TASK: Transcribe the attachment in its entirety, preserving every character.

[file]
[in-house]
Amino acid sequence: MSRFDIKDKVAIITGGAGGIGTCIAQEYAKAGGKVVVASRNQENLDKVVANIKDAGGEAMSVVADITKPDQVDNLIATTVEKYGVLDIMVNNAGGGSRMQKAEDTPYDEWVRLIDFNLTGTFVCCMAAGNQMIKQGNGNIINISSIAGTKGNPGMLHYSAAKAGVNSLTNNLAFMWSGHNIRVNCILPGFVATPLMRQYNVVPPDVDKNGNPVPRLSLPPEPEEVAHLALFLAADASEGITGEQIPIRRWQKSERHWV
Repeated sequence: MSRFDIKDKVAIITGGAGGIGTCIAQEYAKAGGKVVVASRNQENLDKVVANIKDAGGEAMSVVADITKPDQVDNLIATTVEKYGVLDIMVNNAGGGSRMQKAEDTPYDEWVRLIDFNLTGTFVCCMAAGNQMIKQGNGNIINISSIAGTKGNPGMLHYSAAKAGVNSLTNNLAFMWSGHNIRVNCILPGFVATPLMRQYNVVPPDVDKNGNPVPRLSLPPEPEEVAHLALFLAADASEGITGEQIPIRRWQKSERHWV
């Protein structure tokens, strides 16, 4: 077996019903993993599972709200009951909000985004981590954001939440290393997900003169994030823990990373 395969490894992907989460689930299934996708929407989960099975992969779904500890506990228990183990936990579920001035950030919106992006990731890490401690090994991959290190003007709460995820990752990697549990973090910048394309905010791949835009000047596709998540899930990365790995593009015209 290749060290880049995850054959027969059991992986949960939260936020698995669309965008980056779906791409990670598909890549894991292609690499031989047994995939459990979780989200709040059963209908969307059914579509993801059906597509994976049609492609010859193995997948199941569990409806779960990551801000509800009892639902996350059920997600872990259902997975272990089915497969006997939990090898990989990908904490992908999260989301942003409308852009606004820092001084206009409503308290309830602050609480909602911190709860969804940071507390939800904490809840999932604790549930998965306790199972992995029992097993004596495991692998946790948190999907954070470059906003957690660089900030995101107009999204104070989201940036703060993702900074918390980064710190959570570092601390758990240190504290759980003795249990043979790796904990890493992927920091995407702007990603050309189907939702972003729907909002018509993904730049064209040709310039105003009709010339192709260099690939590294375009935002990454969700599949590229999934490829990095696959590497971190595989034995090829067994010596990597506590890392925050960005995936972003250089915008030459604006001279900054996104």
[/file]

[in-house]
Amino acid sequence: MSRFDIKDKVAIITGGAGGIGTCIAQEYAKAGGKVVVASRNQENLDKVVANIKDAGGEAMSVVADITKPDQVDNLIATTVEKYGVLDIMVNNAGGGSRMQKAEDTPYDEWVRLIDFNLTGTFVCCMAAGNQMIKQGNGNIINISSIAGTKGNPGMLHYSAAKAGVNSLTNNLAFMWSGHNIRVNCILPGFVATPLMRQYNVVPPDVDKNGNPVPRLSLPPEPEEVAHLALFLAADASEGITGEQIPIRRWQKSERHWV
Repeated sequence: MSRFDIKDKVAIITGGAGGIGTCIAQEYAKAGGKVVVASRNQENLDKVVANIKDAGGEAMSVVADITKPDQVDNLIATTVEKYGVLDIMVNNAGGGSRMQKAEDTPYDEWVRLIDFNLTGTFVCCMAAGNQMIKQGNGNIINISSIAGTKGNPGMLHYSAAKAGVNSLTNNLAFMWSGHNIRVNCILPGFVATPLMRQYNVVPPDVDKNGNPVPRLSLPPEPEEVAHLALFLAADASEGITGEQIPIRRWQKSERHWV
């Protein structure tokens, strides 16, 4: 077996019903993993599972709200009951909000985004981590954001939440290393997900003169994030823990990373 395969490894992907989460689930299934996708929407989960099975992969779904500890506990228990183990936990579920001035950030919106992006990731890490401690090994991959290190003007709460995820990752990697549990973090910048394309905010791949835009000047596709998540899930990365790995593009015209 290749060290880049995850054959027969059991992986949960939260936020698995669309965008980056779906791409990670598909890549894991292609690499031989047994995939459990979780989200709040059963209908969307059914579509993801059906597509994976049609492609010859193995997948199941569990409806779960990551801000509800009892639902996350059920997600872990259902997975272990089915497969006997939990090898990989990908904490992908999260989301942003409308852009606004820092001084206009409503308290309830602050609480909602911190709860969804940071507390939800904490809840999932604790549930998965306790199972992995029992097993004596495991692998946790948190999907954070470059906003957690660089900030995101107009999204104070989201940036703060993702900074918390980064710190959570570092601390758990240190504290759980003795249990043979790796904990890493992927920091995407702007990603050309189907939702972003729907909002018509993904730049064209040709310039105003009709010339192709260099690939590294375009935002990454969700599949590229999934490829990095696959590497971190595989034995090829067994010596990597506590890392925050960005995936972003250089915008030459604006001279900054996104």